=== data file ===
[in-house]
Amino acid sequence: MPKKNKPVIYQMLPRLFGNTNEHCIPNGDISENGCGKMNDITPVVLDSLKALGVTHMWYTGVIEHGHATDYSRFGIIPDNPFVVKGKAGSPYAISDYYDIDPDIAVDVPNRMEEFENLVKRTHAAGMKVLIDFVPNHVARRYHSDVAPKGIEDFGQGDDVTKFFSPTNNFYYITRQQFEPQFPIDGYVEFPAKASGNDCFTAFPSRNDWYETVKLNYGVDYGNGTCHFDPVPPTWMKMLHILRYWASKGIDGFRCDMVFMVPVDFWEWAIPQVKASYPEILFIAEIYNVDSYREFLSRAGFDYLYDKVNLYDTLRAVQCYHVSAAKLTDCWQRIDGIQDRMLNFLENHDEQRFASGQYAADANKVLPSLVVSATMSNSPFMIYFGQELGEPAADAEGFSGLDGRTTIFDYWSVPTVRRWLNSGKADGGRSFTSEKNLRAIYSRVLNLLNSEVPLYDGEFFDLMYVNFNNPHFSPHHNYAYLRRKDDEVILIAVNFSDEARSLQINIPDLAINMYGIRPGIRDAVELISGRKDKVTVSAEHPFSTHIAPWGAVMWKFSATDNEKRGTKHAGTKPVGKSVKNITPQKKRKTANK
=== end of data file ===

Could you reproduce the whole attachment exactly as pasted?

[in-house]
Amino acid sequence: MPKKNKPVIYQMLPRLFGNTNEHCIPNGDISENGCGKMNDITPVVLDSLKALGVTHMWYTGVIEHGHATDYSRFGIIPDNPFVVKGKAGSPYAISDYYDIDPDIAVDVPNRMEEFENLVKRTHAAGMKVLIDFVPNHVARRYHSDVAPKGIEDFGQGDDVTKFFSPTNNFYYITRQQFEPQFPIDGYVEFPAKASGNDCFTAFPSRNDWYETVKLNYGVDYGNGTCHFDPVPPTWMKMLHILRYWASKGIDGFRCDMVFMVPVDFWEWAIPQVKASYPEILFIAEIYNVDSYREFLSRAGFDYLYDKVNLYDTLRAVQCYHVSAAKLTDCWQRIDGIQDRMLNFLENHDEQRFASGQYAADANKVLPSLVVSATMSNSPFMIYFGQELGEPAADAEGFSGLDGRTTIFDYWSVPTVRRWLNSGKADGGRSFTSEKNLRAIYSRVLNLLNSEVPLYDGEFFDLMYVNFNNPHFSPHHNYAYLRRKDDEVILIAVNFSDEARSLQINIPDLAINMYGIRPGIRDAVELISGRKDKVTVSAEHPFSTHIAPWGAVMWKFSATDNEKRGTKHAGTKPVGKSVKNITPQKKRKTANK